GM Electrically Driven Actuator Motors
Long gone are the cables and rods jutting out of the firewall to operate the heater control valve or a vacuum unit pulling a blend door open. These days, it’s electrically driven actuator motors (modules) accomplishing the job. There are several types of actuator motors used in today’s GM cars. They all function in different ways, but accomplish the same results. Many of the same operational features are very similar to other manufacturers as well. Understanding the fundamentals of the different types of actuator motors used is essential in proper vehicle diagnostics. Hopefully, this will give you a better idea of what is going on when those stubborn doors fail to move.
Two Wire Actuator
The two wire actuator is the simplest of them all. Generally, an 8 to 12 volt signal provides the needed voltage and ground from the control head to the actuator motor. A common use of a two wire actuator would be for a door that only uses two positions, such as a recirculation door that is either fully open or fully closed. The HVAC control head uses its preprogrammed logic and actuator endpoints to position the door correctly. A trouble code may set if the components start to wear and the endpoints drift too far from the pre-programmed positions. Most of these endpoints are calibrated during the relearn procedure.
Three Wire Actuator
The three wire has the same type of power and ground leads as the two wire, with one extra lead which is an input wire from the HVAC control head. These three wire actuators use a preprogrammed logic chip containing the necessary program information to run the actuator in the required position. As the temperature lever is changed, the internal potentiometer inside the HVAC control head sends the appropriate voltage to the actuator. Now, the potentiometer in the actuator compares its internal circuit voltage to the signal from the control head, and when the two match, the circuit voltage is turned off to the motor.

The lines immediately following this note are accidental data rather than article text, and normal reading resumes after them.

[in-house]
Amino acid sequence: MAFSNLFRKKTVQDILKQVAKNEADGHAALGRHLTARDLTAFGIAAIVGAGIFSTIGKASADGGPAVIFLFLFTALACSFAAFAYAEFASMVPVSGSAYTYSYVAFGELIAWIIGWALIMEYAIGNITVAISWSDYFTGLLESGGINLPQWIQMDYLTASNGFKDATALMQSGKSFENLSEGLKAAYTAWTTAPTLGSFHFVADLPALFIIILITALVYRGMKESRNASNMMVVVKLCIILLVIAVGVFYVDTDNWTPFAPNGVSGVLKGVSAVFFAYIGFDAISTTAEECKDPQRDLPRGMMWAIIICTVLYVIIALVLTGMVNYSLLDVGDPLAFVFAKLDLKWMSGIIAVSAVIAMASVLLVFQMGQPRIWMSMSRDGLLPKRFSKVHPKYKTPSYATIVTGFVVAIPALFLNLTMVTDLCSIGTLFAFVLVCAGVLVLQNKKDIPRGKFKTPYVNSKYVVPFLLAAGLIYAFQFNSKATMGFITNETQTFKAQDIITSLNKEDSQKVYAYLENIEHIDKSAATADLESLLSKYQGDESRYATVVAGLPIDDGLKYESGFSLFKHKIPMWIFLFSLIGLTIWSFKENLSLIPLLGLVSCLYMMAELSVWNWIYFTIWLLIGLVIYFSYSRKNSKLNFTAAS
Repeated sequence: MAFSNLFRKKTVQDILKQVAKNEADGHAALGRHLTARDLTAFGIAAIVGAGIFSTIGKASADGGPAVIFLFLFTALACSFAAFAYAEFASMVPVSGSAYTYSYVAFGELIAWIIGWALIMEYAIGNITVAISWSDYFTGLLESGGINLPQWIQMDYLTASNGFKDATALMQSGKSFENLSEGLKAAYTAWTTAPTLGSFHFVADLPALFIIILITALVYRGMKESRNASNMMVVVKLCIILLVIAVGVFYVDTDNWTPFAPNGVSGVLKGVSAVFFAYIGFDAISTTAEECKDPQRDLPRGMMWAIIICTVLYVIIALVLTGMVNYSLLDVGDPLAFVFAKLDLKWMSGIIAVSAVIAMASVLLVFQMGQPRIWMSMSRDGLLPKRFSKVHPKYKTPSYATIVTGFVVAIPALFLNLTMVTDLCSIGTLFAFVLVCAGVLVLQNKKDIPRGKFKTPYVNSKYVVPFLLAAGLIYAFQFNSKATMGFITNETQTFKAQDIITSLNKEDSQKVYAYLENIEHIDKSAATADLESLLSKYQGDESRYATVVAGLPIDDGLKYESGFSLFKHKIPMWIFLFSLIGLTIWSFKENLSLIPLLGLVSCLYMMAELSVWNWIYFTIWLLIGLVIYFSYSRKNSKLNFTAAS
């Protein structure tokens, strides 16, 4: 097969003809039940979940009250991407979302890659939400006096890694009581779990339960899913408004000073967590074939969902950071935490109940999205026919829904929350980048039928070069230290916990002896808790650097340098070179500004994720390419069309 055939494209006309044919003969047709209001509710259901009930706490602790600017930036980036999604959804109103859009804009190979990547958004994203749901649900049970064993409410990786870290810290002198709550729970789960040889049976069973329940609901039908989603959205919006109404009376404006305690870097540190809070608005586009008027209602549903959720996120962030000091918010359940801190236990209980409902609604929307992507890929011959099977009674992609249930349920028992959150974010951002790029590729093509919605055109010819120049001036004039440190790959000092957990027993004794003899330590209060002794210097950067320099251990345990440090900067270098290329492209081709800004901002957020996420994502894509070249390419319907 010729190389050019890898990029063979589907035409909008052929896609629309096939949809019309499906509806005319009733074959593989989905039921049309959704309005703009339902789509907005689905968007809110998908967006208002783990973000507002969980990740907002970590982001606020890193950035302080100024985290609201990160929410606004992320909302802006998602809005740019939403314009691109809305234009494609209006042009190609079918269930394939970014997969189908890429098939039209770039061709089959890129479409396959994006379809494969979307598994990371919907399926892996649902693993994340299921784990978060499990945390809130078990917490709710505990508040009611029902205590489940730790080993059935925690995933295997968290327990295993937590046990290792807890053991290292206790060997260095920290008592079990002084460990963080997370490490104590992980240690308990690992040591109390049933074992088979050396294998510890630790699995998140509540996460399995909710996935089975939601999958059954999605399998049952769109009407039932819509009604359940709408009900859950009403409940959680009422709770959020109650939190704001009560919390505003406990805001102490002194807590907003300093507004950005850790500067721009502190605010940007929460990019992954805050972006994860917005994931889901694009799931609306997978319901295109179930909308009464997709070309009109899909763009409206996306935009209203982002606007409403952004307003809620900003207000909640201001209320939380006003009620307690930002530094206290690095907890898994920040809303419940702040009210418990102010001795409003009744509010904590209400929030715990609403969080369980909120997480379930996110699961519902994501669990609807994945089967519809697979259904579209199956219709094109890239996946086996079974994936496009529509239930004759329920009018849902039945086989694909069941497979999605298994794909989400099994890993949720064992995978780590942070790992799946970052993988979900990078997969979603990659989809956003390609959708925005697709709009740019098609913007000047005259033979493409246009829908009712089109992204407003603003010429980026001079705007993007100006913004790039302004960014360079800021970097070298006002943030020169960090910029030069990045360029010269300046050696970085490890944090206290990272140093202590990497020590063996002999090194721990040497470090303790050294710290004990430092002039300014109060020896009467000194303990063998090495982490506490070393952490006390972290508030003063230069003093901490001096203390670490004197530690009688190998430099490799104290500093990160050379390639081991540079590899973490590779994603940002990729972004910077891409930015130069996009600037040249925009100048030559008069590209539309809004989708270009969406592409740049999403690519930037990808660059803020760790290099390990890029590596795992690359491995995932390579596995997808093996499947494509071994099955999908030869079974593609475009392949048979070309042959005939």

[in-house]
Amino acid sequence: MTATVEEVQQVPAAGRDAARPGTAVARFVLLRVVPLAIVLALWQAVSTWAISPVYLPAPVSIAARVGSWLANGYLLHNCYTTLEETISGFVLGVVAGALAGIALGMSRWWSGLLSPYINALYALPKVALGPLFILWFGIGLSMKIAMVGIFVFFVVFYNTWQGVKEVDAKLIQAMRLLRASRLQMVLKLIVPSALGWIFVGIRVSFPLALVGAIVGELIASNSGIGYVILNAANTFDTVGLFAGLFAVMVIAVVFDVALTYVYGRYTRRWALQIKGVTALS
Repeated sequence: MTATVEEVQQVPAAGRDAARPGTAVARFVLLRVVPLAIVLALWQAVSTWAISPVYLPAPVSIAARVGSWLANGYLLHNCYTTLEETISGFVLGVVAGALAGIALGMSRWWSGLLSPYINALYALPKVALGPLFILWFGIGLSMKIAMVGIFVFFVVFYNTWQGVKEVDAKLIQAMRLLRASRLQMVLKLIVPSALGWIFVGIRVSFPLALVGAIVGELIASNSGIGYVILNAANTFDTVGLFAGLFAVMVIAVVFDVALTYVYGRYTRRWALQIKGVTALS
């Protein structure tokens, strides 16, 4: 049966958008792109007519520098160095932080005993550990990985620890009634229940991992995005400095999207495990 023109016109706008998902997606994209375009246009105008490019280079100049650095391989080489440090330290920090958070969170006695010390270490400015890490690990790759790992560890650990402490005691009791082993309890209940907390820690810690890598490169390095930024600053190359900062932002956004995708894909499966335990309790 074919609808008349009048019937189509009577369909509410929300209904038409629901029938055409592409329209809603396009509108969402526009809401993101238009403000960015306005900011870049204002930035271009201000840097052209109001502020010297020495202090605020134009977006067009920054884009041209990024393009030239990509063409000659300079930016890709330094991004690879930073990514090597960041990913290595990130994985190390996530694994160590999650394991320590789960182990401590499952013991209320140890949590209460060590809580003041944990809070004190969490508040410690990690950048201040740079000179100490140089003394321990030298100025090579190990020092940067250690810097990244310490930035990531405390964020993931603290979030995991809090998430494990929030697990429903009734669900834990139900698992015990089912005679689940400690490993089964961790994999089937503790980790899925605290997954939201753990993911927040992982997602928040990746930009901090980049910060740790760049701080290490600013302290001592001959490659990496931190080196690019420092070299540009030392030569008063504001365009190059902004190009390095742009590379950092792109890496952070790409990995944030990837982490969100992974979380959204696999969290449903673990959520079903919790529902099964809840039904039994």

Five Wire Actuator
The five wire, or “tri-state” actuator, uses three of the five wires as a feedback potentiometer circuit. The other two wires are for ignition voltage and control head signals. Once the signal is received from the control head, the logic circuit inside the actuator uses its bidirectional electric motor to move the door to the appropriate position. When a zero voltage is applied to the circuit, the motor rotates in one direction. When 5 volts is applied to the same circuit, the motor rotates in the opposite direction. If, say, 2.5 volts is applied, the motor will stop rotating. This design has sliders moving on resistive paint strips, while the previous two actuators have potentiometers.
The HVAC control head expects to see the actuator move to a certain position with the given signal provided. If the door gets outside of that preprogrammed position, the controller becomes confused and attempts to try to find the correct position by continually searching for it, or it will stop once it reaches its default position. Sometimes this is associated with a ticking sound created when it is trying to find the correct position. (Not to be confused with the ticking sound from a broken plastic gear inside the module.)
If you remove the fuse for a minute or so, the existing information the control head has in its memory will be erased. Then, the control head will have to go into its relearn procedure to locate the door positions.
DTCs B0229, B0414, B0424, and B3770 may set as a result of the door not finding the correct position. A control head reflash may be necessary to expand the acceptable range from 5-250 counts to 0-255 counts, which will allow for a little extra room for the door and the controller to react. If for some reason a door is jammed, the reflash changes the “hold” or crush time from 2 seconds to 0.4 seconds. These changes should eliminate the clicking sound from the door traveling to its farthest limits.